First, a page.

Canva Triumphs in Cybersquatting Case, Recovers 174 Domains

In a significant legal victory, design tools company Canva has emerged triumphant in a cybersquatting case involving a staggering 174 domain names. The dispute was filed with the World Intellectual Property Organization (WIPO) in July 2023, and the registrars for these domains subsequently provided the registrant names. Interestingly, each of these domains had different owners.

However, Canva’s argument was compelling: despite the diverse ownership, the domains exhibited common control based on several factors. These included shared IP addresses, similar design, and consistent language used by many of the registrants in their responses to the cybersquatting complaint. The panel agreed that treating the domains as if they were all owned by one party was appropriate.

WIPO recently published its decision in favor of Canva, dating it to February 27. By leveraging the Uniform Domain Name Dispute Resolution Policy (UDRP), Canva efficiently secured the return of these domains. Notably, the UDRP process is cost-effective, with WIPO charging $1,500 for cases involving 1 to 5 domains and $2,000 for cases involving 6 to 10 domains. For larger portfolios, WIPO negotiates directly with the complainant.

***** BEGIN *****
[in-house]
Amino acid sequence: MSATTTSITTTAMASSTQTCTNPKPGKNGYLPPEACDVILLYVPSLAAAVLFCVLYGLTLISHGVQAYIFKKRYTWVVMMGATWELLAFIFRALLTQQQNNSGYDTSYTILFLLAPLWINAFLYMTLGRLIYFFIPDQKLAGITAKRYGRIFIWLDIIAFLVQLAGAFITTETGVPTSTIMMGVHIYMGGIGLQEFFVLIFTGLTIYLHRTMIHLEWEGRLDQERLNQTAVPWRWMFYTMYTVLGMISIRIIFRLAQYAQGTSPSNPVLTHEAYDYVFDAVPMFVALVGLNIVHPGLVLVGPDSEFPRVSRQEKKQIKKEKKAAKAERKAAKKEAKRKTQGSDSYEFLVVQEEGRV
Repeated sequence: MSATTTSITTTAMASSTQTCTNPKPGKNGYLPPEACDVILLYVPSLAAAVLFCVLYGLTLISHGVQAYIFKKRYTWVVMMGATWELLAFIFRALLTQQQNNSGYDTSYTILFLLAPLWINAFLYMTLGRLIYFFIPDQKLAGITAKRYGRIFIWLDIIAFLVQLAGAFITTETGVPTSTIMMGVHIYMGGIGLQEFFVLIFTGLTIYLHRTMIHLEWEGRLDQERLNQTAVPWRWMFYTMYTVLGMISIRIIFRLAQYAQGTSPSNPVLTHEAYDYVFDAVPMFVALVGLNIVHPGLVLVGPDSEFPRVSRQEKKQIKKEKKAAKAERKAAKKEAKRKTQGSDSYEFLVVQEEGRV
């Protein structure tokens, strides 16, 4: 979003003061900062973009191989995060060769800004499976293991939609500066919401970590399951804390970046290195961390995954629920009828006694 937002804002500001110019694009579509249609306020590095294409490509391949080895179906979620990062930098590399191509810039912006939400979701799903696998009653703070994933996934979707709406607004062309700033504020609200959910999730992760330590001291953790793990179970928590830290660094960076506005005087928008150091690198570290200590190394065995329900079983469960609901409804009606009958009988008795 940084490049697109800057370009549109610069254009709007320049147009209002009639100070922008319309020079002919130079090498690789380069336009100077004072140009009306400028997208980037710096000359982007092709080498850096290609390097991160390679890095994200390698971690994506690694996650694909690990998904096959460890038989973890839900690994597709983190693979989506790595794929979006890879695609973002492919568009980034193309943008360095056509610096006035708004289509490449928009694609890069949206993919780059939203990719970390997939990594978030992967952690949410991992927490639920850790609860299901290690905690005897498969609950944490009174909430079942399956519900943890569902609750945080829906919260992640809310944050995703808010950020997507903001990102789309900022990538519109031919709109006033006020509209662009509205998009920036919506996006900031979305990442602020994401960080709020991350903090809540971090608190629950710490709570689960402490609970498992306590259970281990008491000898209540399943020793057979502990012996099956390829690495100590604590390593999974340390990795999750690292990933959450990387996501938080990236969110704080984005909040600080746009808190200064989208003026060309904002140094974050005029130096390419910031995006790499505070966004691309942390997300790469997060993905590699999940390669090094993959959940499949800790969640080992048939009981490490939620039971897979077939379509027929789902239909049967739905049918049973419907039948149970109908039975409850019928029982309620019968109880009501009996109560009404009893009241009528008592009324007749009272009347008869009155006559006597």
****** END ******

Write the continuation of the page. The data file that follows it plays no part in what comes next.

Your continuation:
Canva’s success underscores the importance of protecting brand identity and safeguarding against cybersquatting. As fraudulent schemes continue to exploit brand names, companies like Canva demonstrate the effectiveness of legal mechanisms in reclaiming valuable digital assets.

 

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